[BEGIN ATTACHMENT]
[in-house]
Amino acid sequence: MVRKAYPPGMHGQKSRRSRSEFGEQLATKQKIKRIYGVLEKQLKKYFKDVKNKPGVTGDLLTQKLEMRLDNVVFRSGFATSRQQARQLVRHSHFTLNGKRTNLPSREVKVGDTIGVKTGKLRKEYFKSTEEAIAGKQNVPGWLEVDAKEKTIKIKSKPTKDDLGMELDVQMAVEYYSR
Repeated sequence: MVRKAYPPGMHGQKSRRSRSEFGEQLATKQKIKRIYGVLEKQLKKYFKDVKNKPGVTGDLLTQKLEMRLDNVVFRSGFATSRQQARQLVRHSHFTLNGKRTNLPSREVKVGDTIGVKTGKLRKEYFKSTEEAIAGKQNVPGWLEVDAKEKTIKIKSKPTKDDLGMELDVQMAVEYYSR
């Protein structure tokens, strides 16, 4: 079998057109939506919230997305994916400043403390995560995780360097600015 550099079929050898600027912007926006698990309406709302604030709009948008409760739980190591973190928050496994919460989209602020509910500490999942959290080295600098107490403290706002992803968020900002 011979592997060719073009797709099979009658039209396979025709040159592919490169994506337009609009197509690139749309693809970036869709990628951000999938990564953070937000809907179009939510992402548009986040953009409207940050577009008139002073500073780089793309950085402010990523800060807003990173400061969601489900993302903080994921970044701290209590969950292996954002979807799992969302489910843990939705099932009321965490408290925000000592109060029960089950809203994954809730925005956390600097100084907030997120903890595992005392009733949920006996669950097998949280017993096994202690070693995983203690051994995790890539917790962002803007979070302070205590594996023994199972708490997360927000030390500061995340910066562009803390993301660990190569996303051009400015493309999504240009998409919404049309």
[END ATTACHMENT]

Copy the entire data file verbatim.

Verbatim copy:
[in-house]
Amino acid sequence: MVRKAYPPGMHGQKSRRSRSEFGEQLATKQKIKRIYGVLEKQLKKYFKDVKNKPGVTGDLLTQKLEMRLDNVVFRSGFATSRQQARQLVRHSHFTLNGKRTNLPSREVKVGDTIGVKTGKLRKEYFKSTEEAIAGKQNVPGWLEVDAKEKTIKIKSKPTKDDLGMELDVQMAVEYYSR
Repeated sequence: MVRKAYPPGMHGQKSRRSRSEFGEQLATKQKIKRIYGVLEKQLKKYFKDVKNKPGVTGDLLTQKLEMRLDNVVFRSGFATSRQQARQLVRHSHFTLNGKRTNLPSREVKVGDTIGVKTGKLRKEYFKSTEEAIAGKQNVPGWLEVDAKEKTIKIKSKPTKDDLGMELDVQMAVEYYSR
């Protein structure tokens, strides 16, 4: 079998057109939506919230997305994916400043403390995560995780360097600015 550099079929050898600027912007926006698990309406709302604030709009948008409760739980190591973190928050496994919460989209602020509910500490999942959290080295600098107490403290706002992803968020900002 011979592997060719073009797709099979009658039209396979025709040159592919490169994506337009609009197509690139749309693809970036869709990628951000999938990564953070937000809907179009939510992402548009986040953009409207940050577009008139002073500073780089793309950085402010990523800060807003990173400061969601489900993302903080994921970044701290209590969950292996954002979807799992969302489910843990939705099932009321965490408290925000000592109060029960089950809203994954809730925005956390600097100084907030997120903890595992005392009733949920006996669950097998949280017993096994202690070693995983203690051994995790890539917790962002803007979070302070205590594996023994199972708490997360927000030390500061995340910066562009803390993301660990190569996303051009400015493309999504240009998409919404049309």